Mitochondria, contractility and Ca2+ handling : Cardiac and skeletal muscle adaptations in health and disease

Detta är en avhandling från Stockholm : Karolinska Institutet, Department of Physiology and Pharmacology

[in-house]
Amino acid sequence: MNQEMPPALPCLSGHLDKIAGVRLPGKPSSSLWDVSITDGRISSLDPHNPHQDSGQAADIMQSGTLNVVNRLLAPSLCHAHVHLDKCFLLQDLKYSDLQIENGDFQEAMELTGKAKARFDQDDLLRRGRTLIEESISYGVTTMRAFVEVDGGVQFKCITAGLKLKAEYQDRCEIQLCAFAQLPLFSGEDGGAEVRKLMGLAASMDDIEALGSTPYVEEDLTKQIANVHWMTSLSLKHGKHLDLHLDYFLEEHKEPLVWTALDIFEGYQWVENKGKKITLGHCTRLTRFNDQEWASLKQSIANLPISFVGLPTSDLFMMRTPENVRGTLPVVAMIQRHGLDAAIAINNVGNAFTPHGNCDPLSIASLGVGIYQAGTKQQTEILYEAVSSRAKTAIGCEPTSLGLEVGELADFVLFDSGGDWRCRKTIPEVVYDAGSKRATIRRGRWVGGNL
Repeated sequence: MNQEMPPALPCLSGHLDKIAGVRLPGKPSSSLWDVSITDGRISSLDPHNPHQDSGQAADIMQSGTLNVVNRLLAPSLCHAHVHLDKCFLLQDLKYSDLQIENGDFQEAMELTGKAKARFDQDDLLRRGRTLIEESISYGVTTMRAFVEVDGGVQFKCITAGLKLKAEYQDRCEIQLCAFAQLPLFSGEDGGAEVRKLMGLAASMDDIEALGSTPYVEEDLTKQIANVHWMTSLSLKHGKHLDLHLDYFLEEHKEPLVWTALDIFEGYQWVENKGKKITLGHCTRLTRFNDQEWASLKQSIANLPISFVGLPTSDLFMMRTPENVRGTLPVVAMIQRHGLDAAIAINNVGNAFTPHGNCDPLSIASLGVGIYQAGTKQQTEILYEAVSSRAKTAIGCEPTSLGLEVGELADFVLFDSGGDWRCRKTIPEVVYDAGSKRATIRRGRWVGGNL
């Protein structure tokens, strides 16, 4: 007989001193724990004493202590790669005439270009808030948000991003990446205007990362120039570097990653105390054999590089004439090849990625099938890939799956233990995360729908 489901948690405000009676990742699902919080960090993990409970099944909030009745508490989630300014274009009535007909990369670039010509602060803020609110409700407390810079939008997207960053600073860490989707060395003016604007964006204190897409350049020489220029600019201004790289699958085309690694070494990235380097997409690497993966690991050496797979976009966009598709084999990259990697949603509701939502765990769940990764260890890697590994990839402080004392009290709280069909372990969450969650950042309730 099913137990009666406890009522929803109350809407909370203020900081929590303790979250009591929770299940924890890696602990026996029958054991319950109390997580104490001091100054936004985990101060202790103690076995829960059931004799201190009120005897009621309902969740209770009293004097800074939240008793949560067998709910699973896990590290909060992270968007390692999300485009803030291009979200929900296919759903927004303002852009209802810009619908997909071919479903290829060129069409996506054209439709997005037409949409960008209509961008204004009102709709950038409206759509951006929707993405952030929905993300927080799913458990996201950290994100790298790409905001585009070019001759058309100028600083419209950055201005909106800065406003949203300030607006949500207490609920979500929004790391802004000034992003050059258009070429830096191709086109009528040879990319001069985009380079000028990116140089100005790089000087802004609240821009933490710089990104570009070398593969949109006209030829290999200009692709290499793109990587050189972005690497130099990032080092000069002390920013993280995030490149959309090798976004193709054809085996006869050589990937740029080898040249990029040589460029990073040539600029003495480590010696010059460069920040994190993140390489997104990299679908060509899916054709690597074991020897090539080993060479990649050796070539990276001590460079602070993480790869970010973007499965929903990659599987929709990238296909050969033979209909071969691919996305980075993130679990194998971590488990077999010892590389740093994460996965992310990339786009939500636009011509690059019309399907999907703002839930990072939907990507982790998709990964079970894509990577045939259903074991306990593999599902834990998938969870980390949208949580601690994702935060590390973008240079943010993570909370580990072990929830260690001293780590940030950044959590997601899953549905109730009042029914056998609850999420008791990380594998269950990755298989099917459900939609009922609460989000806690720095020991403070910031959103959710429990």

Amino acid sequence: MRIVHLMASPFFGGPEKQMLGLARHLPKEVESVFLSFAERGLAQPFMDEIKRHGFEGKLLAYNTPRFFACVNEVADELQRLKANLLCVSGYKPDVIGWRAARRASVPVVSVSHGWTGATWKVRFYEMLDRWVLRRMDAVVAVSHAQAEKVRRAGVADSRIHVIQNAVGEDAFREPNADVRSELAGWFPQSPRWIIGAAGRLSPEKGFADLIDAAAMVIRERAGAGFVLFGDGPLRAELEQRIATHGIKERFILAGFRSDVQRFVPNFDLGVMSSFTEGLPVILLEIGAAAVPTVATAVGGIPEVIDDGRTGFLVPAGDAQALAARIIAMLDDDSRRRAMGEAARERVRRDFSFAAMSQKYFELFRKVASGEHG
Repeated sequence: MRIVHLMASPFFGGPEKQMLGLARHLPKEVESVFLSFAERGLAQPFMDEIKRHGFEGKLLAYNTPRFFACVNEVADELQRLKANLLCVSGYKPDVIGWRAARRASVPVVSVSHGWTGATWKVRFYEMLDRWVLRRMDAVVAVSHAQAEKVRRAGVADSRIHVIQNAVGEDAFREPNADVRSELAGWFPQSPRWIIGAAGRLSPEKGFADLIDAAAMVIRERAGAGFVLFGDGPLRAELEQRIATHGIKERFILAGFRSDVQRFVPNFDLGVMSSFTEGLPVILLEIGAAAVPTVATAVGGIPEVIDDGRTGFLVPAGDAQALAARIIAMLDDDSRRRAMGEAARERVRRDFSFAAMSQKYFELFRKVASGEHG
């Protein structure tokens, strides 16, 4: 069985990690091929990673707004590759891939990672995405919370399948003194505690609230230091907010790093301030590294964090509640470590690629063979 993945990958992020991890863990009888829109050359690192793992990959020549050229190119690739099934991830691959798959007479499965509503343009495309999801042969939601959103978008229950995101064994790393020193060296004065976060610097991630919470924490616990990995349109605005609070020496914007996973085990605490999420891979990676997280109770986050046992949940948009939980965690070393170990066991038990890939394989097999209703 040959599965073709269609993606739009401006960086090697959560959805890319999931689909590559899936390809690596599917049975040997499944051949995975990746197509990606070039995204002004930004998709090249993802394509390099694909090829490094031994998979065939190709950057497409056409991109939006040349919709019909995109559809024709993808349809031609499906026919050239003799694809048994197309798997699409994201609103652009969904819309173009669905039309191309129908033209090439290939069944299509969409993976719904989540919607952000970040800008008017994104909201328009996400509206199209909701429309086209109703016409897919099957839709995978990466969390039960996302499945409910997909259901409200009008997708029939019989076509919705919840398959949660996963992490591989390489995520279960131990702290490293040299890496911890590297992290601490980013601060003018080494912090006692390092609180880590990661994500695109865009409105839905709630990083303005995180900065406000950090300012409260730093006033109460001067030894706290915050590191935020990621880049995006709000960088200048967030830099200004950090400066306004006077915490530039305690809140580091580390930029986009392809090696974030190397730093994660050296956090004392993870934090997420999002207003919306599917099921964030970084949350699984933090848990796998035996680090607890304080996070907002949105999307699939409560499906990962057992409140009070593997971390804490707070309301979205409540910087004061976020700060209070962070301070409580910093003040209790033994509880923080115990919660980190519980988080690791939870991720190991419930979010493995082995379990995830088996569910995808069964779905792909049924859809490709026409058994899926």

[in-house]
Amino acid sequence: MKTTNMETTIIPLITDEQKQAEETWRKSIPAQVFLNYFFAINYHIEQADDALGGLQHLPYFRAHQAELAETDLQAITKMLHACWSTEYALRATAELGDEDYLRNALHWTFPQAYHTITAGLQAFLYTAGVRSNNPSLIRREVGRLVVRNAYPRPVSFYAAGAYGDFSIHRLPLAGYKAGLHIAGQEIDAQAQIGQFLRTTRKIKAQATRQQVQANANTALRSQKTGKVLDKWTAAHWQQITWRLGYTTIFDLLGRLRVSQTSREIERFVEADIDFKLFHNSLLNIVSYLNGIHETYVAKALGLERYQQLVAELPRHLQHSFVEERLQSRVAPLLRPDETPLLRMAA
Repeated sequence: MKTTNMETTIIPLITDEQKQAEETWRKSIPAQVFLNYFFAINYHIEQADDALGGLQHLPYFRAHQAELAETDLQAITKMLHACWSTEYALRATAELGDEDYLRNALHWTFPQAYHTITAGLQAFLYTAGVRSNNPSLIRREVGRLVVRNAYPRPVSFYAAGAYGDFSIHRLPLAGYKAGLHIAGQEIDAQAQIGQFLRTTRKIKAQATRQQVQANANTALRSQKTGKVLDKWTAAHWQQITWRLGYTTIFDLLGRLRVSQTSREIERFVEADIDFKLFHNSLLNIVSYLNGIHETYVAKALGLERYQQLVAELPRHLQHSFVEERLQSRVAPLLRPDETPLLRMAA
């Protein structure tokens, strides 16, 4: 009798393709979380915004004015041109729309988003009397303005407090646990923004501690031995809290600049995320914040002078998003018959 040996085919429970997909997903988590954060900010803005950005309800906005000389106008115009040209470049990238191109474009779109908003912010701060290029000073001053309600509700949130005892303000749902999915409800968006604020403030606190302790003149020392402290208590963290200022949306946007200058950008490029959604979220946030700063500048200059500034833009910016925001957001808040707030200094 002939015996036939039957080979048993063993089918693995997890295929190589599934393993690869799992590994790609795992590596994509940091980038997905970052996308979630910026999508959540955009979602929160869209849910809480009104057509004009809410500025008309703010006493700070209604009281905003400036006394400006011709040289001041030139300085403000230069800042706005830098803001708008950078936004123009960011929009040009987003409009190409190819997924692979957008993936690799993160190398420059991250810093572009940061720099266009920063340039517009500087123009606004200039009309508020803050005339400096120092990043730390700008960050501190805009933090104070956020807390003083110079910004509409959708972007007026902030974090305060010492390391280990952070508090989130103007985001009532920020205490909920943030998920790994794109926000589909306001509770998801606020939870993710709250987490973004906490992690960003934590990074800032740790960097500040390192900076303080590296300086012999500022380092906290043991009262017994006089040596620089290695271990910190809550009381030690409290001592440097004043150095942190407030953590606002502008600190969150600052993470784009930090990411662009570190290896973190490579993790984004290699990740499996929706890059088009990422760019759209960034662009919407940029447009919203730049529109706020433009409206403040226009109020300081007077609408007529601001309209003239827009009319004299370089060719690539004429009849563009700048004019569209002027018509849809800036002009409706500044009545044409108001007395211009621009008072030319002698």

Sammanfattning: Contractility is a fundamental feature of skeletal and cardiac muscles. An indispensable step in the cellular signal for contraction is a transient elevation in cytoplasmic free [Ca2+] ([Ca2+]i). Both the production of contractile force and Ca2+ handling processes are highly energy demanding. Mitochondrial ATP production from the respiratory chain is thus of pivotal importance for muscle cell function. Moreover, the mitochondria are also directly involved in Ca2+ signaling and are the foremost source of reactive oxygen species (ROS). Mutations in the genomes encoding for the mitochondrial respiratory chain, either the nuclear or the mitochondrial (mtDNA) genome, can give rise to primary mitochondrial diseases. Mitochondrial dysfunction is also implicated in other diseases, such as heart failure, obesity and diabetes. Paper I and II investigate two mouse models of primary mitochondrial myopathy (Tfam KO) and cardiomyopathy (Mterf3 KO). Furthermore, the obese, pre-diabetic ob/ob mouse was studied in papers III and IV. Skeletal and cardiac muscle cells were studied primarily with respect to contractility, [Ca2+]i and mitochondrial ROS production. Skeletal muscle fibers of myopathy Tfam KO mice produce less force compared to control mice. This was explained by reduced tetanic [Ca2+]i, decreased SR Ca2+ release and reduced SR Ca2+ storage via calsequestrin 2. Moreover, Tfam KO but not control fibers, displayed a markedly increased mitochondrial [Ca2+] during fatigue, partly through a cyclosporin A-sensitive mechanism. Elevated [Ca2+] in the mitochondria can trigger cellular damage. Thus, reducing mitochondrial Ca2+ with cyclosporin A may provide one way for treatment of mitochondrial myopathy. Mterf3 KO mice develop hypertrophic cardiomyopathy and die suddenly. Cardiomyocytes from these mice display elevated SR Ca2+ cycling, increased SR Ca2+ load and aberrant pro-arrhythmic Ca2+ releases compatible with that seen in sympathetic stimulation. In support of this, electrocardiography revealed signs of elevated catecholaminergic drive. Moreover, in the moribund stage Mterf3 KO mice develop terminal AV-block and bradycardia. Acutely exposing WT cardiomyocytes to an excess of the saturated fatty acid palmitate caused dissipation of the mitochondrial membrane potential and a large increase in mitochondrial ROS production. In turn, this ROS increase impaired the cellular Ca2+ cycling and contractility. However in ob/ob cardiomyocytes, palmitate did not cause increased ROS production and the function of ob/ob cardiomyocytes was in fact improved by palmitate. This suggests that the ob/ob heart has adapted to a high fat environment and metabolizes fatty acids without the producing large amounts of mitochondrial ROS. In WT cardiomyocytes, application of the beta-adrenergic agonist isoproterenol (ISO) stimulated mitochondrial ROS production. Concomitant application of the ROS scavenger N-acetylcysteine (NAC) diminished the inotropic effect of ISO on cardiomyocyte [Ca2+]i transients and contractility. On the other hand, ob/ob cardiomyocytes failed to increase ROS production when exposed to ISO and NAC did not alter the effect of ISO on [Ca2+]i transients. Hence, mitochondrial ROS is integrated in, but not essential to, the inotropic mechanism of beta-adrenergic stimulation. In all the studied disease models, neither an increase in mitochondrial ROS production nor signs of oxidative damage were found. In conclusion, dysfunctional mitochondria cause long-term adaptive/maladaptive changes in Ca2+ handling as seen in the Tfam and Mterf3 KO mice. Mitochondrial functions can influence cellular Ca2+ handling also in the short term. This is evident by the effects of palmitate and ISO-stimulated mitochondrial ROS production.

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